IT'S NOT often the word "crisis" can be attached to a team sitting equal top of the ladder.
But for Brisbane, waywardness in front of goal is now in that zone, and threatening, for a second consecutive season, to suck the life out of a serious crack at a premiership.
The Lions held on against St Kilda at the Gabba on Sunday by two points, their 14 behinds alongside six goals nearly costing then the win, which was similar to last weekend when their 7.11 scoreline left them in front by just one point against the team sitting second-last on the ladder, North Melbourne.
THE LADDER Where is your team sitting?
Brisbane has booted 124 goals and 159 behinds in 2020 in its 10 wins and three losses this year. On seven occasions in 2020, it has kicked more behinds than goals in a match, twice horrendously – 10.23 against Adelaide in a round four win and 4.17 against Richmond in a round 10 loss.
It is a genuine problem, one which last season cost the club a proper chance at a flag. In a 2019 qualifying final at the Gabba, Brisbane had 25 scoring shots to 22 against eventual premier Richmond but lost by 47 points (8.17 to 18.4).
The next week, again, the Lions had 25 scoring shots, to their opponent's 23, but lost by three points with an 11.14 scoreline and therefore exited out of the finals in straight sets in two home finals, from a starting position of second.
Eric Hipwood was the biggest offender against St Kilda on Sunday, with three behinds and another very wayward shot. Lincoln McCarthy and Charlie Cameron have also missed more than an acceptable amount of goals this year. Hugh McCluggage is compiling a very nice season, but he's kicked 5.15. Jarryd Lyons has 2.6. Dayne Zorko 6.11. Jarrod Berry, who was accurate against St Kilda with two goals straight, one off his non-preferred left foot, has 5.8 for the year.
With a depleted Collingwood up next, then Gold Coast, Sydney and Carlton, the Lions are beautifully poised to finish top-four.
ROUNDS 13-18 Check out the full fixture
But it won't matter if they can't rectify their choking in front of goal. It cost them a chance at a flag last year, and the gurgling sounds are louder to this point of 2020.
No need for the whinging, Clarko and Woosha
Alastair Clarkson and John Worsfold are among the most decorated all-time AFL identities. They have earned the right to say pretty much whatever crosses their minds.
But they're both wasting energy in bemoaning media coverage of the sputtering football clubs they're coaching.
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Clarkson: "There's more people that cover AFL footy than cover federal politics, so they've all gotta have something to say, to feel like … to retain their jobs, that's the game, it's an opinion game, it's a great feature of our game.
"Young (Peter) Ladhams two weeks ago kicked nearly the goal of the year from the boundary line, and Dylan Grimes was having a laugh at him in the goal square after that. But Richmond are one of the best sides in the competition, so nothing gets said."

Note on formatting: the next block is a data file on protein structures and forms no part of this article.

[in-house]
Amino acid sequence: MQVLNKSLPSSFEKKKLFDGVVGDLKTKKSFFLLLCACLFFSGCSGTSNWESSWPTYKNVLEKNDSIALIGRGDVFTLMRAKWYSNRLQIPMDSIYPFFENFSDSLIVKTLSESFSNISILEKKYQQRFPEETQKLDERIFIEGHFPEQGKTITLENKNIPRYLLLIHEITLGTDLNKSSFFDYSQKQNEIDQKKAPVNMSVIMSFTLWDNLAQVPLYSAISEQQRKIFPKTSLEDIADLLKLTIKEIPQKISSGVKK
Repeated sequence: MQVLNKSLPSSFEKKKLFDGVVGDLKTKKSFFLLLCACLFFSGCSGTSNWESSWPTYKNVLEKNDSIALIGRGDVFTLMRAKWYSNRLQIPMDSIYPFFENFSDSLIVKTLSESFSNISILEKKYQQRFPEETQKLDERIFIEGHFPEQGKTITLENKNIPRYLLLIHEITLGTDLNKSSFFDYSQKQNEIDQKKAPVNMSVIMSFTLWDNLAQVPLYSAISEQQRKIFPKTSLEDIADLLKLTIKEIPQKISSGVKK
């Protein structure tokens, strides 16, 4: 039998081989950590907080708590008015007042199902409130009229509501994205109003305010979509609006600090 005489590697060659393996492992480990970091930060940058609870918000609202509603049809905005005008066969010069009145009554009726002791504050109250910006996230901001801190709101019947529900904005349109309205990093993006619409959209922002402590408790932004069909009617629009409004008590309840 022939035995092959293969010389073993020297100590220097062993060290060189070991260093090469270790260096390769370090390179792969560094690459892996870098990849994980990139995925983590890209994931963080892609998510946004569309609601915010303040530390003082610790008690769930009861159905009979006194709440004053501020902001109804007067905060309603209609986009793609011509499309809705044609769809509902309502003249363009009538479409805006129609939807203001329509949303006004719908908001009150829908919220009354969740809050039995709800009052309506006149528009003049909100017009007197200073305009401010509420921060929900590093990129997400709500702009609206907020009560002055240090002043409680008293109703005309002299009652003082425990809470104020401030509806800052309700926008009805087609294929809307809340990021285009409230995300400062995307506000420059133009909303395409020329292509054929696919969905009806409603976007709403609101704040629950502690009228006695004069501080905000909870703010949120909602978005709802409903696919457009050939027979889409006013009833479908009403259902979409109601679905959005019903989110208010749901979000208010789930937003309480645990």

Worsfold: "I've read some comments from people that are pretty well-respected people in the footy industry, and they sound like six-year-old kids, it's pretty embarrassing to read what some people say.
"It's a passionate game. I get that. But we're going to stick the course and we are going to be a very good team, very quickly."
Hawthorn sits 15th on the ladder, one percentage point above the 16th-placed Swans, one match clear of 17th-placed North Melbourne. While there are reasons, season 2020 has been horrendous for the Hawks, and clearly, Clarkson has not been able to conjure any form of the coaching magic that has netted him four premierships.
THE LADDER Where is your team sitting?
He'd be better off focusing on analysing his recruiting of recent seasons than concerning himself with justified media scrutiny.
So too Worsfold. He's now had five seasons at Essendon. His first was a total write-off, with mass suspensions of players unrelated to his own actions. The two finals he's reached in that time were lost by 65 and 55 points.
He won't be making finals in 2020, and yet, as he has done since day one and did so again on Saturday night after clipping the media, he promised a bright Bombers future.
There have been lots of promises under his watch. As I wrote here this time last week, I can't see why Ben Rutten isn't given full control of the Bombers for the remainder of 2020.
Just so there's no confusion, that is not being disrespectful of Worsfold.
Worsfold has no future with Essendon. He has stated that publicly. Season 2020 has not gone to plan. The club's many problems are now the responsibility of Rutten. May as well start the big-picture fix right now.
A 185cm spearhead? Why not, says Mitch
LOVE the sports stories that revolve around personal reinvention, and in 2020, no one in the AFL has transformed himself more than Mitch Wallis.
Smart enough to realise that his worth to the Western Bulldogs purely as a midfielder was waning, Wallis has become the quasi full-forward, all 185cm of him.
Four more goals on the weekend, against Melbourne at Metricon Stadium on Saturday, took to 20 his goal tally for the year.
Marcus Bontempelli, Aaron Naughton, Josh Dunkley, Jack Macrae, Jason Johannisen and a few others are always considered the keys to the Dogs. But Wallis deserves to be added to that list.
There are few stronger players in the entire competition, he's got an old-fashioned full-forward's brain, and he's an accurate kick (20.8 for the year).
The Bulldogs' win against the Demons was crucial to their finals hopes. Tough matches are to come against Geelong and West Coast, followed by Hawthorn and Fremantle. A 2-2 scoreline from here should be enough.